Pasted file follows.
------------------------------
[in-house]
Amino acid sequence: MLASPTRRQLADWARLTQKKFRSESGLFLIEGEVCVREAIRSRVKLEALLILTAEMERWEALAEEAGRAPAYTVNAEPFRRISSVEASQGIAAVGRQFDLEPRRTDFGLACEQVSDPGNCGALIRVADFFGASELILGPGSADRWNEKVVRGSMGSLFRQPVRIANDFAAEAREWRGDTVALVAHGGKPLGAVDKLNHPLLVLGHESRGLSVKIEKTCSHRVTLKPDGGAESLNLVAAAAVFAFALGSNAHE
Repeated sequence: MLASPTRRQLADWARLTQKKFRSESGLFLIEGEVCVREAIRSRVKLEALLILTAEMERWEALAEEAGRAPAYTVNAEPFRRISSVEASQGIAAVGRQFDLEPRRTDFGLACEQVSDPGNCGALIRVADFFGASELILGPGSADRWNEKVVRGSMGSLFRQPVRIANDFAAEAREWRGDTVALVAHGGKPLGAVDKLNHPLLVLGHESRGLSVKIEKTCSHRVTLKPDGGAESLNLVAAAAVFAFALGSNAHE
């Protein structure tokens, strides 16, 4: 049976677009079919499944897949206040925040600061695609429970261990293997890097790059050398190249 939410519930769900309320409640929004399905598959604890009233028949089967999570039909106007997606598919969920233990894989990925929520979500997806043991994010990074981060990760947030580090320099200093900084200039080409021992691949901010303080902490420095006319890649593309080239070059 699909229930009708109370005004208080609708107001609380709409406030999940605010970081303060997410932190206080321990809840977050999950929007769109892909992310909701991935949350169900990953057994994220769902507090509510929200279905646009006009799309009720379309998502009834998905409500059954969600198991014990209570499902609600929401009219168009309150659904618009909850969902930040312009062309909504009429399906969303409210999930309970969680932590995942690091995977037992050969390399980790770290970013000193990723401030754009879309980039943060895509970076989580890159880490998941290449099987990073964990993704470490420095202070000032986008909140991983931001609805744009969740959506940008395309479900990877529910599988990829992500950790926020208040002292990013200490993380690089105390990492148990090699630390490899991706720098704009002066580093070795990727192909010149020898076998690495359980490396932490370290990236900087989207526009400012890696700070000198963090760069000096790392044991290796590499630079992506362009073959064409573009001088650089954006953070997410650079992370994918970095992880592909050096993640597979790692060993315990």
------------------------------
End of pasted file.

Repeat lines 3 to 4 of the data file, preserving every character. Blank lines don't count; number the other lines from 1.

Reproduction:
Repeated sequence: MLASPTRRQLADWARLTQKKFRSESGLFLIEGEVCVREAIRSRVKLEALLILTAEMERWEALAEEAGRAPAYTVNAEPFRRISSVEASQGIAAVGRQFDLEPRRTDFGLACEQVSDPGNCGALIRVADFFGASELILGPGSADRWNEKVVRGSMGSLFRQPVRIANDFAAEAREWRGDTVALVAHGGKPLGAVDKLNHPLLVLGHESRGLSVKIEKTCSHRVTLKPDGGAESLNLVAAAAVFAFALGSNAHE
């Protein structure tokens, strides 16, 4: 049976677009079919499944897949206040925040600061695609429970261990293997890097790059050398190249 939410519930769900309320409640929004399905598959604890009233028949089967999570039909106007997606598919969920233990894989990925929520979500997806043991994010990074981060990760947030580090320099200093900084200039080409021992691949901010303080902490420095006319890649593309080239070059 699909229930009708109370005004208080609708107001609380709409406030999940605010970081303060997410932190206080321990809840977050999950929007769109892909992310909701991935949350169900990953057994994220769902507090509510929200279905646009006009799309009720379309998502009834998905409500059954969600198991014990209570499902609600929401009219168009309150659904618009909850969902930040312009062309909504009429399906969303409210999930309970969680932590995942690091995977037992050969390399980790770290970013000193990723401030754009879309980039943060895509970076989580890159880490998941290449099987990073964990993704470490420095202070000032986008909140991983931001609805744009969740959506940008395309479900990877529910599988990829992500950790926020208040002292990013200490993380690089105390990492148990090699630390490899991706720098704009002066580093070795990727192909010149020898076998690495359980490396932490370290990236900087989207526009400012890696700070000198963090760069000096790392044991290796590499630079992506362009073959064409573009001088650089954006953070997410650079992370994918970095992880592909050096993640597979790692060993315990």